Many older adults experience dizziness. (Some other words people use to describe dizziness can include unsteadiness, lightheadedness, wooziness, vertigo, or a floating feeling.) Strong or persistent feelings of dizziness are concerning and should be shared with a healthcare professional as soon as possible.
Dizziness can be acute (happening suddenly) or chronic (ongoing over time). Dizziness can be a result of a problem of one specific system in the body or it can be the result of multiple issues together. It is important to make a note of the symptoms you have when you’re dizzy, the timing of the dizziness and how long it lasts, and any relationship of dizziness to food, medications, or activity. Dizziness associated with episodes of spinning or rotation of self or environment is called vertigo.
Experiencing symptoms of dizziness that come on before a fainting episode is called presyncope. Dizziness can be secondary to medications, changes in blood pressure, heart conditions, neurological conditions or conditions of the inner ear.
Why understanding and reporting dizziness is important
Your feelings of dizziness may last only a few seconds or go on for days, weeks, or even longer. When you are dizzy, you may find it hard to maintain an upright position while the feeling lasts. You may not be able to carry out simple daily activities such as bathing, dressing, cooking, eating, or getting around your home. Dizziness increases risk of falls. Dizziness can also be a symptom of other concerning neurological or cardiovascular problems. Therefore, it is important to determine the possible reasons of dizziness, have your healthcare provider conduct tests if necessary, and plan to prevent or address your dizziness.
.Types of Dizziness:
- Vertigo. A sensation that everything around you is spinning or moving, or that you yourself are spinning around.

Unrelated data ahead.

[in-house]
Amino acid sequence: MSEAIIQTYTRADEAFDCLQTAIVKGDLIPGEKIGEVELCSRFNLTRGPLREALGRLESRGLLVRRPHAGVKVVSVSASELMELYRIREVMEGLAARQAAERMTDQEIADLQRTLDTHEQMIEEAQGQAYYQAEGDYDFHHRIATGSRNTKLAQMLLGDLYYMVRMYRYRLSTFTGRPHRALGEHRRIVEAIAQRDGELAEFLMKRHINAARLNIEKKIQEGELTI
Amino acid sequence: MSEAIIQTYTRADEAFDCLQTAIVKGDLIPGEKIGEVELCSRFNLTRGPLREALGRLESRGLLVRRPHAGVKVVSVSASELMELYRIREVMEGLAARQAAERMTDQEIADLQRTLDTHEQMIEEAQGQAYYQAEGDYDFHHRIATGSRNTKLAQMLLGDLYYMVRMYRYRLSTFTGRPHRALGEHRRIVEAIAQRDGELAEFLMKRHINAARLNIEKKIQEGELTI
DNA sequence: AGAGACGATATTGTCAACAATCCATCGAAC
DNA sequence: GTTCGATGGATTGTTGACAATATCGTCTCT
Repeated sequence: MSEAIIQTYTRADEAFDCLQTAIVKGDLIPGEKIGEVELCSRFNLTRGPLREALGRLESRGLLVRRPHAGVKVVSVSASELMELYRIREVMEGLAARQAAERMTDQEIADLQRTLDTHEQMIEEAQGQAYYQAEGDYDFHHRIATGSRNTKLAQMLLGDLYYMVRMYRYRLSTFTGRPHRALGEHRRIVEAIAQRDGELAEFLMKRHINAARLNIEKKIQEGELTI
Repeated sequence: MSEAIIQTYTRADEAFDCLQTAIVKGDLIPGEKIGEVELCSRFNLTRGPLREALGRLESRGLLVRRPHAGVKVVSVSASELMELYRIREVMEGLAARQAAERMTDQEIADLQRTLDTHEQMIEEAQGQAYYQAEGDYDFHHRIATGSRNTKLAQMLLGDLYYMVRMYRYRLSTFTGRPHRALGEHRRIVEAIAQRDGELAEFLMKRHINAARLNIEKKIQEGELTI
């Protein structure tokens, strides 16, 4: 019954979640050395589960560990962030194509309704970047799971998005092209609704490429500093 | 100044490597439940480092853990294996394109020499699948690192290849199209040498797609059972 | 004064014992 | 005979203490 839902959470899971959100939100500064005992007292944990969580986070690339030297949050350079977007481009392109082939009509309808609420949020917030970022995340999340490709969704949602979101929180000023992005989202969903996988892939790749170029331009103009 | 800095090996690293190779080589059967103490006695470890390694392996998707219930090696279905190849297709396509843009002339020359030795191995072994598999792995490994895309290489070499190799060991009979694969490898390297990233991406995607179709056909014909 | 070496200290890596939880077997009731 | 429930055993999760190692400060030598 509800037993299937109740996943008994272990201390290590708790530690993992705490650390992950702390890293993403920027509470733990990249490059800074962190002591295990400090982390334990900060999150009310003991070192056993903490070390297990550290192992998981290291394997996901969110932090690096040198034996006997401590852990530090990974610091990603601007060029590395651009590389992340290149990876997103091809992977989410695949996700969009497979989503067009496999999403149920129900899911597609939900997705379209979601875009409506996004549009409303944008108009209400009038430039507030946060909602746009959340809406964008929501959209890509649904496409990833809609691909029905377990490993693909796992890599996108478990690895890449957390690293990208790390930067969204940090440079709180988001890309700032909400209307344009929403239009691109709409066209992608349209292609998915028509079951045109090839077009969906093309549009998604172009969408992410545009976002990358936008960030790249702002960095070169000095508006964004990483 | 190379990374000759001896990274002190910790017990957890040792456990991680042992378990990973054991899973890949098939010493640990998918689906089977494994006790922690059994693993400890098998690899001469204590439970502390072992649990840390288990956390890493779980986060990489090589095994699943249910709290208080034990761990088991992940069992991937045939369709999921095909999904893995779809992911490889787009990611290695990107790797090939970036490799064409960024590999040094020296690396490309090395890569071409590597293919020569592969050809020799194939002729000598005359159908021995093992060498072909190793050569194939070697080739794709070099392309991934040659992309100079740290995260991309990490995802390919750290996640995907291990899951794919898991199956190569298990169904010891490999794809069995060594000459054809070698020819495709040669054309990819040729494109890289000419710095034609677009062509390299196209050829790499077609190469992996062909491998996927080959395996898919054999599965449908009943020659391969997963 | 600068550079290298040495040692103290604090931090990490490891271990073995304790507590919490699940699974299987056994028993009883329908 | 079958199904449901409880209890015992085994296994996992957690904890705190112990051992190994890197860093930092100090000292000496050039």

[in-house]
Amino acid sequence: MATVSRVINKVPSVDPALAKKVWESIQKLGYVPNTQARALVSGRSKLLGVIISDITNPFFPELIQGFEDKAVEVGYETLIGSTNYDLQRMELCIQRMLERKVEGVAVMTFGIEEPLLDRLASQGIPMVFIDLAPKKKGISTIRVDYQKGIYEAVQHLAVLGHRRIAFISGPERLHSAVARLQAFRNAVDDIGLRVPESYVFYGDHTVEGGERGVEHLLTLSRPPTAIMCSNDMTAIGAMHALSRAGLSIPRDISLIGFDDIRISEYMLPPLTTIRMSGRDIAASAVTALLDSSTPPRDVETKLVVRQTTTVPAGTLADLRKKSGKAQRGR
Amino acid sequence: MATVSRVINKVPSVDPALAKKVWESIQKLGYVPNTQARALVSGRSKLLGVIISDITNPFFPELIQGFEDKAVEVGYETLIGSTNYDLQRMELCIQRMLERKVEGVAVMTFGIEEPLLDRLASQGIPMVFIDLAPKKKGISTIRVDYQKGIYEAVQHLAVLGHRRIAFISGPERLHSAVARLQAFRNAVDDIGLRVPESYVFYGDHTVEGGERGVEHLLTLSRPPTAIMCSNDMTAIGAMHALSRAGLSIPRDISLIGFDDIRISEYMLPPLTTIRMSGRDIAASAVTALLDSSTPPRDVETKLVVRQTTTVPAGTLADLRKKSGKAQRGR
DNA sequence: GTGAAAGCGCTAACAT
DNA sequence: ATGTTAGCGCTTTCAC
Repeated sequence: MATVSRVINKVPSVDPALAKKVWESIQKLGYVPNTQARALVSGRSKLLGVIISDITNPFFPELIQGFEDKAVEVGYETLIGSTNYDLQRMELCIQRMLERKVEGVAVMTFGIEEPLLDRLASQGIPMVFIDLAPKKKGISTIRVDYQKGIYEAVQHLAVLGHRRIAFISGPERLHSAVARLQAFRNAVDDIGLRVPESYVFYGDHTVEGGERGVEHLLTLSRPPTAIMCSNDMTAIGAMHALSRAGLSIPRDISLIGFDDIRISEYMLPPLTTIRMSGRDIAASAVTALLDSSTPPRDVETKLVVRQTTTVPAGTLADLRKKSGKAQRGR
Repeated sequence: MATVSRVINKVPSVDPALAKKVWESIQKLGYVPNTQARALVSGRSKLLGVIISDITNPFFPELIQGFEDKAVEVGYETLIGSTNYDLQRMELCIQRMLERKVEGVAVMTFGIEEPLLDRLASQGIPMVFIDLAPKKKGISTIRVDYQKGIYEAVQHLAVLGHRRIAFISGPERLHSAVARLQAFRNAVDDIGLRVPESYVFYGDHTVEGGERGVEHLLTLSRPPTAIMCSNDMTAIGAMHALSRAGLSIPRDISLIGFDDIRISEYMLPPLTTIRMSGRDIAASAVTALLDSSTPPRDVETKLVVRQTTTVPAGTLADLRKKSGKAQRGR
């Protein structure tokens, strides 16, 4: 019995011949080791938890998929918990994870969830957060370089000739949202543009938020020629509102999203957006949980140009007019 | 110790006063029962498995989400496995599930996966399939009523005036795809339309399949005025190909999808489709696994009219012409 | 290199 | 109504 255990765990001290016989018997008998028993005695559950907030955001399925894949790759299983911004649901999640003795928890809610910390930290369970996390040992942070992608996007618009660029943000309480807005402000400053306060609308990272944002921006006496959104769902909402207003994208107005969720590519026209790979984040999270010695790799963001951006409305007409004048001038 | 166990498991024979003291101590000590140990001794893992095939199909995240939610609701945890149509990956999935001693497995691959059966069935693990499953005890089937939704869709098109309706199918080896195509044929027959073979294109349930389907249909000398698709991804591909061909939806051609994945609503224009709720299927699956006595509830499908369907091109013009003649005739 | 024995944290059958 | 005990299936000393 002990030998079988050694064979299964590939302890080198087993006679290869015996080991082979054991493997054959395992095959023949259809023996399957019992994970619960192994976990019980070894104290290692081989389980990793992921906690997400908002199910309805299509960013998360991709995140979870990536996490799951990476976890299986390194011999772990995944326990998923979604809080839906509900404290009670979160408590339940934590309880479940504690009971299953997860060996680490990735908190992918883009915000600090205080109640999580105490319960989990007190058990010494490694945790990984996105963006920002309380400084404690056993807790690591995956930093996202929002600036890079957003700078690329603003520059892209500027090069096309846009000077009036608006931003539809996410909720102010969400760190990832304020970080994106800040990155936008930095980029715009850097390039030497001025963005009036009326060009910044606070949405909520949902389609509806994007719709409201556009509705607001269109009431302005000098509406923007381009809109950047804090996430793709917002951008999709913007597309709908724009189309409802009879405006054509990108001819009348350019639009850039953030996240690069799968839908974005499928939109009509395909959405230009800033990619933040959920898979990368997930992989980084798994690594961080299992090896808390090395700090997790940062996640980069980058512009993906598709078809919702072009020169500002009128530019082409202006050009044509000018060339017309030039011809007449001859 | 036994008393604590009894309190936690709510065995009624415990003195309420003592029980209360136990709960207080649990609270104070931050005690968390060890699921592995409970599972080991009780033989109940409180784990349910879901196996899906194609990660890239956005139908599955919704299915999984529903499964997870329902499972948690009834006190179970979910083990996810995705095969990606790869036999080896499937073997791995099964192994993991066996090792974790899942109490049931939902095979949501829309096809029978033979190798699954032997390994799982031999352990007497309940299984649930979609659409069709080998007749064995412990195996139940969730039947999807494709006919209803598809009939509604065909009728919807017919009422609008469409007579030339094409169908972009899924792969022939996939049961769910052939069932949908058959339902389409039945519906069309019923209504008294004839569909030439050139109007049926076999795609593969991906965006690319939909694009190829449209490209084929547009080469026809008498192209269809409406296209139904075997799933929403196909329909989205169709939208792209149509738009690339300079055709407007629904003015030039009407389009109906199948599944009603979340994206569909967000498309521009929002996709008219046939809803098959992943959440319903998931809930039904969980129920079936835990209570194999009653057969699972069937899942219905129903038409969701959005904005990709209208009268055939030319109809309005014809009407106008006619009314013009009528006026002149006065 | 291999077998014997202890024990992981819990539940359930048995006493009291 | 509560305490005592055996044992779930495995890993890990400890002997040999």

- Lightheadedness or “near fainting” (presyncope). A feeling of weakness, or dizziness prior to fainting or with impending fainting sensations.
- Imbalance or lack of equilibrium. A feeling of imbalance, disorientation, and occasionally a loss of your sense of time, or place. (See Balance Problems chapter for more information.)
- Dizziness due to other causes. Often, dizziness that comes and goes for a long time is associated with multiple causes.
- Medications. Many medications have dizziness as a potential side effect. It is important to have a conversation with your primary care provider if your medications are causing dizziness. It is also important to disclose all over-the-counter medications or supplements you take to your healthcare provider so any possible reasons for dizziness can be identified.
- The use of alcoholic beverages or recreational drugs, or the overconsumption of caffeinated beverages, can also contribute to dizziness.
How common are dizziness problems?
Dizziness is one of the most common reasons for older adults’ visits to their primary care providers, as well as to urgent care and emergency centers. The prevalence of dizziness in adults at 65 years and above ranges from 4% to 30%. The prevalence increases with aging. Dizziness is more common in women compared to men.
Last Updated December 2020